‘Nothing truly pastoral fails to begin with the truth,’ USCCB president says

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Archbishop Timothy P. Broglio of the U.S. Archdiocese for the Military Services celebrates morning Mass Jan. 27, 2020, during the Catholic Social Ministry Gathering in Washington. (CNS photo/Tyler Orsburn)

Archbishop Timothy P. Broglio, president of the U.S. Conference of Catholic Bishops and archbishop of the Archdiocese for Military Services, preached the following homily at a holy Mass held at the National St. John Paul II Shrine in Washington, D.C., on March 13, the night before the National Catholic Prayer Breakfast.

We are fortunate, because the word of God this evening invites us to contemplate the extraordinary generosity of Almighty God. There is much that we can consider, but let us pause for a moment before the marvelous story of Naaman the Syrian General (2 Kings 5:1-15).

The passage is familiar, and it must have been more so to the audience that the Lord Jesus addressed. It is one of those examples of a gradual awareness on the part of the Chosen People that their special relationship with Almighty God was also a mission, an invitation for others to draw near to the one God. Their experience made this perception very difficult to accept, but this passage makes it clear. It is significant because the National Catholic Prayer Breakfast was introduced in 2004 in response to the call of St. John Paul II to a new evangelization, a reaching out to proclaim to the nations the Good News about salvation through Jesus Christ.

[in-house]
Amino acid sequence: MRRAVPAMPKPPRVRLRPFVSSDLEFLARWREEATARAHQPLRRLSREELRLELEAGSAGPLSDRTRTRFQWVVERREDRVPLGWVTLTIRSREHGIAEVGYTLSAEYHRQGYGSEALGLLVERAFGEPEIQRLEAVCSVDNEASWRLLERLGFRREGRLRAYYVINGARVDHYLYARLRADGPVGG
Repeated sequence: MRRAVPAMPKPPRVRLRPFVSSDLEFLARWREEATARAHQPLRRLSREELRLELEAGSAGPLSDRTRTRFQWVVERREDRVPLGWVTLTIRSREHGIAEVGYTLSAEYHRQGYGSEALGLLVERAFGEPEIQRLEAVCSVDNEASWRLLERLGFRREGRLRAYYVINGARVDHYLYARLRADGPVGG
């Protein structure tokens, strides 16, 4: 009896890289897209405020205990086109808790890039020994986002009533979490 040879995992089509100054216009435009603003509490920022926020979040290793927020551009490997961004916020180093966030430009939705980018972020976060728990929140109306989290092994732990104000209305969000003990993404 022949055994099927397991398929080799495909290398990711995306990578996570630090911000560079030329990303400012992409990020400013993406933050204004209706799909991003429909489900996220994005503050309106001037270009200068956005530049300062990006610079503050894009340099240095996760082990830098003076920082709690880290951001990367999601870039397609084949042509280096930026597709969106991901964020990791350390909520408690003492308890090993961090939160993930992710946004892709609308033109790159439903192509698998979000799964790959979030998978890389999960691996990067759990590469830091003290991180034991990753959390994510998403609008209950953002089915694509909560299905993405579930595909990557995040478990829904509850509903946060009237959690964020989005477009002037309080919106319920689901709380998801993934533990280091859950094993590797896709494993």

Peace among the nations

The prophet responds to the appeal of the pagan general and even reproves the king of Israel for his reticence. The tension between Israel and Syria was growing, but the prophet made a real attempt to defuse it. Can that not also coalesce with our prayer intentions today? Certainly, the Middle East remains a hotbed of tensions, but we think readily of Ukraine and the unjust aggressions there. We beg for a lasting, just peace and an end to the death of so many innocent people.

Our thoughts and prayers also go out to Africa, a continent troubled by disorder and tension between groups. Many of our neighbors to the south are experiencing turmoil. Think of Nicaragua, where two Catholic universities have been shuttered; the government has exiled several priests and imprisoned a bishop. The list for our prayers of petition for peace and justice could be without end. Those cited are merely examples.

Here we also include those suffering from natural disasters in our own country and throughout the world. Turkey and Syria come to mind, but they are not the only objects of our intentions. We are attentive, and we ask the Lord to respond.

Wash and be made clean

In the narrative, the prophet’s response is very simple. So much so that the general must be convinced to act on his word. The latter expected some magnificent gesture, some quasi magical action. Instead, it was simple: wash and be made clean.

One of our Lenten themes — clearly brought out in yesterday’s magnificent passage about the woman at the well — is baptism, a ritual washing that allows us to be reborn to eternal life. Just as Naaman was made clean in the Jordan, so also we were reborn at baptism so as to continue our pilgrimage to the fullness of life.

A prayer of thanksgiving

Our prayer is also one of thanksgiving this evening. The Lord has blessed us with the sacraments. We rejoice in our ability to assist at his unique self-offering on Calvary — a reality in every celebration of the Eucharist. We seek our spiritual nourishment in holy Communion, an actual participation in the body and blood of the Lord who strengthens us with this most precious gift.